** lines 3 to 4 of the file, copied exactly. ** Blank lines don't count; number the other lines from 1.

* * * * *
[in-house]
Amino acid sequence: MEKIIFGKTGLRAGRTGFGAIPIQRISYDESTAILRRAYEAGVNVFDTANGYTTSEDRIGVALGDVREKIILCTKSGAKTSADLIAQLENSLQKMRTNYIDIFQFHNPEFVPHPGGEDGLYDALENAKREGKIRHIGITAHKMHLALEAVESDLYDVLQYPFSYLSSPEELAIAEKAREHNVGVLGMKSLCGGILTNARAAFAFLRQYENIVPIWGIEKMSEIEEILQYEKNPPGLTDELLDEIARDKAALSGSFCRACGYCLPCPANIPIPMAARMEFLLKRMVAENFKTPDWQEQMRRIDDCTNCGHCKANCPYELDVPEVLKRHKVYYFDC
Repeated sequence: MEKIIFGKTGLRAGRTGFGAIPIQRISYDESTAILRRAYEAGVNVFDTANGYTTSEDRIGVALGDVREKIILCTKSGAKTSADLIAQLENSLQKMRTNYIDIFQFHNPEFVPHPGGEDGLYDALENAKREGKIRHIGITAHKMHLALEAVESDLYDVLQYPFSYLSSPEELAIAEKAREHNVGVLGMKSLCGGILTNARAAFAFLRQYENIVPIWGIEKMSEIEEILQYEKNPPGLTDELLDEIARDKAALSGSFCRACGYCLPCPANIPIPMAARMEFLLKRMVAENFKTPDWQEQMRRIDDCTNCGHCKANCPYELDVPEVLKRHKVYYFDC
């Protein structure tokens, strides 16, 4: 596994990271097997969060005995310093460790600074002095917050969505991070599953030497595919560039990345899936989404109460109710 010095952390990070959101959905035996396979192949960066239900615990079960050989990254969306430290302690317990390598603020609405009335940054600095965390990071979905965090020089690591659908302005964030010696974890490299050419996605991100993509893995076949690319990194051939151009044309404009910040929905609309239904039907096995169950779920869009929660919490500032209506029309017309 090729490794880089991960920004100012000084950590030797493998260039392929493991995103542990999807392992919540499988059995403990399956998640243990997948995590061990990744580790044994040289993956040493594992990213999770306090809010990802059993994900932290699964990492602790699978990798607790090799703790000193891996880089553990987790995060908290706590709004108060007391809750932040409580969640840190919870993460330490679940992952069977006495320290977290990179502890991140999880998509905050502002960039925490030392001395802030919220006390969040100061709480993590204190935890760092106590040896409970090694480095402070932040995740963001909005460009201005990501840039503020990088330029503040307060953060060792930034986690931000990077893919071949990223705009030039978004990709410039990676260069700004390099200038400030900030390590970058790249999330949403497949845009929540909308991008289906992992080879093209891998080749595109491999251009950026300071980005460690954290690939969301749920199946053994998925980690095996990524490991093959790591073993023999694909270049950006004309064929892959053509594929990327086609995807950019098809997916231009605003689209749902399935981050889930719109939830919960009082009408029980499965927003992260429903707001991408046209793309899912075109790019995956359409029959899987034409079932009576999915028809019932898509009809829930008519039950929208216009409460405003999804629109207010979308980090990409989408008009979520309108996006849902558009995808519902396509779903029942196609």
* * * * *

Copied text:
Repeated sequence: MEKIIFGKTGLRAGRTGFGAIPIQRISYDESTAILRRAYEAGVNVFDTANGYTTSEDRIGVALGDVREKIILCTKSGAKTSADLIAQLENSLQKMRTNYIDIFQFHNPEFVPHPGGEDGLYDALENAKREGKIRHIGITAHKMHLALEAVESDLYDVLQYPFSYLSSPEELAIAEKAREHNVGVLGMKSLCGGILTNARAAFAFLRQYENIVPIWGIEKMSEIEEILQYEKNPPGLTDELLDEIARDKAALSGSFCRACGYCLPCPANIPIPMAARMEFLLKRMVAENFKTPDWQEQMRRIDDCTNCGHCKANCPYELDVPEVLKRHKVYYFDC
């Protein structure tokens, strides 16, 4: 596994990271097997969060005995310093460790600074002095917050969505991070599953030497595919560039990345899936989404109460109710 010095952390990070959101959905035996396979192949960066239900615990079960050989990254969306430290302690317990390598603020609405009335940054600095965390990071979905965090020089690591659908302005964030010696974890490299050419996605991100993509893995076949690319990194051939151009044309404009910040929905609309239904039907096995169950779920869009929660919490500032209506029309017309 090729490794880089991960920004100012000084950590030797493998260039392929493991995103542990999807392992919540499988059995403990399956998640243990997948995590061990990744580790044994040289993956040493594992990213999770306090809010990802059993994900932290699964990492602790699978990798607790090799703790000193891996880089553990987790995060908290706590709004108060007391809750932040409580969640840190919870993460330490679940992952069977006495320290977290990179502890991140999880998509905050502002960039925490030392001395802030919220006390969040100061709480993590204190935890760092106590040896409970090694480095402070932040995740963001909005460009201005990501840039503020990088330029503040307060953060060792930034986690931000990077893919071949990223705009030039978004990709410039990676260069700004390099200038400030900030390590970058790249999330949403497949845009929540909308991008289906992992080879093209891998080749595109491999251009950026300071980005460690954290690939969301749920199946053994998925980690095996990524490991093959790591073993023999694909270049950006004309064929892959053509594929990327086609995807950019098809997916231009605003689209749902399935981050889930719109939830919960009082009408029980499965927003992260429903707001991408046209793309899912075109790019995956359409029959899987034409079932009576999915028809019932898509009809829930008519039950929208216009409460405003999804629109207010979308980090990409989408008009979520309108996006849902558009995808519902396509779903029942196609």